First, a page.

However, unlike with alimony, such post-separation adultery is only a factor in equitable distribution if it occurs prior to the court issuing a temporary order in the case. (2) marital misconduct or fault of either or both parties, whether or not used as a basis for a divorce as such, if the misconduct affects or has affected the economic circumstances of the parties, or contributed to the breakup of the marriage; provided, that no evidence of personal conduct which would otherwise be relevant and material for purposes of this subsection shall be considered with regard to this subsection if such conduct shall have taken place subsequent to the happening of the earliest of: (a) entry of a pendente lite order in a divorce or separate maintenance action; (b) formal signing of a written property or marital settlement agreement; or (c) entry of a permanent order of separate maintenance and support or of a permanent order approving a property or marital settlement agreement between the parties. Ideally such dating should be confined to public places and there should be no public displays of affection beyond friendly hugs.
There is an actual reported case in which a spouse’s post-separation adultery was considered as a factor in equitable distribution. One still needs to prove opportunity to commit adultery and an inclination to commit adultery to prove adultery.
If you cannot file on grounds, and you do not have the 12 month separation period to file for no fault grounds (or you just don’t want to file for divorce) – there are still options for invoking assistance from the court.
Divorce is filed in Circuit Court, which is the highest court in each county in Virginia.
Often clients will ask how to file for “Legal Separation” in Virginia.
The quick answer to that question is: you can’t really.
(Note, however that you need only be separated for 6 months if the parties have no minor children and have a written property settlement agreement that resolves all issues arising out of the marriage.)This raises the question of what is a “date of separation?
” Simply put, the date of separation is the date that you and your spouse stopped marital cohabitation and intended for the cessation of marital cohabitation (separation) to be permanent.
In a no-fault divorce, you are not accusing your spouse of wrong doing (hence the name “no fault”).
This blog is intending to help litigants understand these risks. Code § 63-15-240(B) sets forth sixteen specific criteria for the family court to consider when determining child custody. Alimony and property division can also be affected when a spouse dates prior to a final order of separate maintenance.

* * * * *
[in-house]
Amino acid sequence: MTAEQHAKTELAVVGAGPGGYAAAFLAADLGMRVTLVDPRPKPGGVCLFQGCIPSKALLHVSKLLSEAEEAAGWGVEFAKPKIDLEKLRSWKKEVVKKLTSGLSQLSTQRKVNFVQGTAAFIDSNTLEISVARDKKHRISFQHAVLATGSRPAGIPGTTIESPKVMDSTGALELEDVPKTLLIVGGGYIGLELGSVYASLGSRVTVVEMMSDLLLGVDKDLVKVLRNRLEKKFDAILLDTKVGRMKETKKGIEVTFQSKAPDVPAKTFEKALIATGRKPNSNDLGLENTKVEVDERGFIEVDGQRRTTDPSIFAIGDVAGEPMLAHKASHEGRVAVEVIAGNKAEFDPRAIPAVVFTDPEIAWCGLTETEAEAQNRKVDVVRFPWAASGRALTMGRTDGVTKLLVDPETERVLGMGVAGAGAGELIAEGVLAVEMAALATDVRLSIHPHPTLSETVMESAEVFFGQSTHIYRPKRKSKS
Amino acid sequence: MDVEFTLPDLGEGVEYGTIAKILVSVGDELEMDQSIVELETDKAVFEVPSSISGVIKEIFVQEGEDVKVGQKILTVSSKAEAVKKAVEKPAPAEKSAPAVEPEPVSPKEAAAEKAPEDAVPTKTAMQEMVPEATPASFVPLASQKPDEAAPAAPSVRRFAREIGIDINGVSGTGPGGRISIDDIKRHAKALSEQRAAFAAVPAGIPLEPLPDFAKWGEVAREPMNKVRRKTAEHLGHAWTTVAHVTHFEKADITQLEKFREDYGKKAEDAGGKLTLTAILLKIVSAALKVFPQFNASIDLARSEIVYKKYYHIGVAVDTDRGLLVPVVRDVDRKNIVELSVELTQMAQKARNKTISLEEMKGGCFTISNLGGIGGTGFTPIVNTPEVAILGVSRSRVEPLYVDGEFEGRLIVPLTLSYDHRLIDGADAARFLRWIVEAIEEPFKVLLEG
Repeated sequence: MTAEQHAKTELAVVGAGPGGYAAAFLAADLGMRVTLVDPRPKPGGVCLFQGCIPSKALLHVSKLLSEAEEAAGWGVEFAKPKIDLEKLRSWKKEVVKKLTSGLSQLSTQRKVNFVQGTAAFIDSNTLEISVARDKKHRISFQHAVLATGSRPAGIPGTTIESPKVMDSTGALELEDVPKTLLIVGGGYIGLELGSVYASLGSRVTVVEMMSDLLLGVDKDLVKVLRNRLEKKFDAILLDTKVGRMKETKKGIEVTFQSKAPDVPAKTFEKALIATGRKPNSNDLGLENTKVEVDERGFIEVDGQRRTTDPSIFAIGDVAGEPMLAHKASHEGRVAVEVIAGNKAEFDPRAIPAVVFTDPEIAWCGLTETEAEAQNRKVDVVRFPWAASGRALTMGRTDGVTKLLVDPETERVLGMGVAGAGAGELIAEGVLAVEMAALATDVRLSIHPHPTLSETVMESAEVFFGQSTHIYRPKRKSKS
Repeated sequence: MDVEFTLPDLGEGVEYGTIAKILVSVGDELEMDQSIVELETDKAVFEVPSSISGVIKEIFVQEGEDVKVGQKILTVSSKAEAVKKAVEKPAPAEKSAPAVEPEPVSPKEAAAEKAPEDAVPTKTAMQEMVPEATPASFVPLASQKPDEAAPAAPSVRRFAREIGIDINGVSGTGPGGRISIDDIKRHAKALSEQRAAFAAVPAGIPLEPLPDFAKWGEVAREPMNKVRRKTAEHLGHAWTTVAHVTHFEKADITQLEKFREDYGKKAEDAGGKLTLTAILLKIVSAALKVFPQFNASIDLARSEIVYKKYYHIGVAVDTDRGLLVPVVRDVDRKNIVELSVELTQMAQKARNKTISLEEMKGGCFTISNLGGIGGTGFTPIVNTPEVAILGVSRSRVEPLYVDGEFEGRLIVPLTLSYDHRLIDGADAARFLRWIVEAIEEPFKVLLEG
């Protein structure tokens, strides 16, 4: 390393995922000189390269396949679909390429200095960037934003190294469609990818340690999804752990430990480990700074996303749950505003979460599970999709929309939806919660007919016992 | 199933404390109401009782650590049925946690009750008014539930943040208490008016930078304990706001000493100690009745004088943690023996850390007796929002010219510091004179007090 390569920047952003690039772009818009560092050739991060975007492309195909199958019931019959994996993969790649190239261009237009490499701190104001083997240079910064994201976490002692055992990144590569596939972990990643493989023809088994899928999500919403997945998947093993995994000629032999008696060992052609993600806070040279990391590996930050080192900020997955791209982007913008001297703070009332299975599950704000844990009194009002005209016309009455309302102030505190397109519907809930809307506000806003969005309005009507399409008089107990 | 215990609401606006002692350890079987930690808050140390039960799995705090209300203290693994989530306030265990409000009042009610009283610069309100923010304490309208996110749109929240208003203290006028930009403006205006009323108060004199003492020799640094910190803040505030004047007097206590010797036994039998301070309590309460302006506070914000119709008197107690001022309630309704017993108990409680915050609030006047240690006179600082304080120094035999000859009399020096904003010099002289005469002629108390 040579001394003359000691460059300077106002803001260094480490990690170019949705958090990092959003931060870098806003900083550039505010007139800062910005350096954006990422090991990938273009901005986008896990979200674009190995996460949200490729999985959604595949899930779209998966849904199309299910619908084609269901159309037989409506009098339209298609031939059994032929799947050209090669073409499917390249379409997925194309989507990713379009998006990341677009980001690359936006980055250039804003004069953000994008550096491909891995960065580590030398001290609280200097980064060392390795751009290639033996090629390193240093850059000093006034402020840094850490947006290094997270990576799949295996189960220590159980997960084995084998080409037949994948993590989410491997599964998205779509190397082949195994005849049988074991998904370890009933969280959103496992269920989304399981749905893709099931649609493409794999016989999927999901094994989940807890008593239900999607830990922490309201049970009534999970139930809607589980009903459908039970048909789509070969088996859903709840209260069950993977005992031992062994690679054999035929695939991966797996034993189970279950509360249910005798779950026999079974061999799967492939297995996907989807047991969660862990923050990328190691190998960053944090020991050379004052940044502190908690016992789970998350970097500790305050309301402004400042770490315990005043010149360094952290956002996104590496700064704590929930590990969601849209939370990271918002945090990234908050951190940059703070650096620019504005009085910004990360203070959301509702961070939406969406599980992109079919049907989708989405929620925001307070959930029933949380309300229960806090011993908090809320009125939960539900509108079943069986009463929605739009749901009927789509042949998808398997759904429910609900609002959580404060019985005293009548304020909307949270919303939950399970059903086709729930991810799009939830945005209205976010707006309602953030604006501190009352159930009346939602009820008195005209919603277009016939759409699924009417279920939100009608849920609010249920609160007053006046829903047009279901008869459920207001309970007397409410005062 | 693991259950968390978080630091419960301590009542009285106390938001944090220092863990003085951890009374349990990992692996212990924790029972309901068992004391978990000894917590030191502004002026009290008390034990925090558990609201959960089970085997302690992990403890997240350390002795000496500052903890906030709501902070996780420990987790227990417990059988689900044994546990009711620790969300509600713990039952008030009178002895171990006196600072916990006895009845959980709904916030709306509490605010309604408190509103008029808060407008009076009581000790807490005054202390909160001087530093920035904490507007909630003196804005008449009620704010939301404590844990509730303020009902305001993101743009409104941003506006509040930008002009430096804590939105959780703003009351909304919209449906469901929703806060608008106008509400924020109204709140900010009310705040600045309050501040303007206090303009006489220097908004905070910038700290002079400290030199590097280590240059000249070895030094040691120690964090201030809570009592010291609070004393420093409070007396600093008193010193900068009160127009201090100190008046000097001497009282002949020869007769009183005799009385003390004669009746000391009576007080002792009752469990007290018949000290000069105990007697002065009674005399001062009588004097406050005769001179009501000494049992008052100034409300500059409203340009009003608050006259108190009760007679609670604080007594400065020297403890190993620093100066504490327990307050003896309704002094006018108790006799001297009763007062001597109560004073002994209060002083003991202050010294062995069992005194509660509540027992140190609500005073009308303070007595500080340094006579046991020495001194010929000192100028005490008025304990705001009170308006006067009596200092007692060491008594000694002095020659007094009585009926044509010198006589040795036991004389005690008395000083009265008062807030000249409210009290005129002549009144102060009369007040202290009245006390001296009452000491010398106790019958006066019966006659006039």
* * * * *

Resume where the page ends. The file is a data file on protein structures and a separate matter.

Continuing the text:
A whole subset of risk arises when child custody is an issue. A parent’s immoral behavior is not one of these criteria; however, it can be of some relevance in a custody case. Dating often leads to accusations of adultery, and sometimes dating leads to actual adultery.
No case law discusses circumstances in which a supporting spouse’s post-separation adultery affected alimony. However once a final order of separate maintenance has issued this should probably not be a concern for a client who wishes to date so long as that client does not expose his or her children to those he or she dates.
An unreported 2014 Court of Appeals opinion, , reversed an award of permanent alimony in part because the family court incorrectly treated the husband’s post-separation adultery as “fault for the breakup of the marriage.” Post-separation adultery can also be a factor in equitable division. Code § 20-3-620(B) states: In making apportionment, the court must give weight in such proportion as it finds appropriate to all of the following factors … For a client who wishes to date after separating but before divorcing the key is to reduce the risk that the dating does not lead to a credible adultery claim or a claim that this dating was the cause of the breakup of the marriage.
Marital cohabitation simply means living together as husband and wife (or spouse and spouse) and doing all the things that married spouses typically do (such as cooking for each other, doing laundry for each other, sleeping in the same bed, etc.).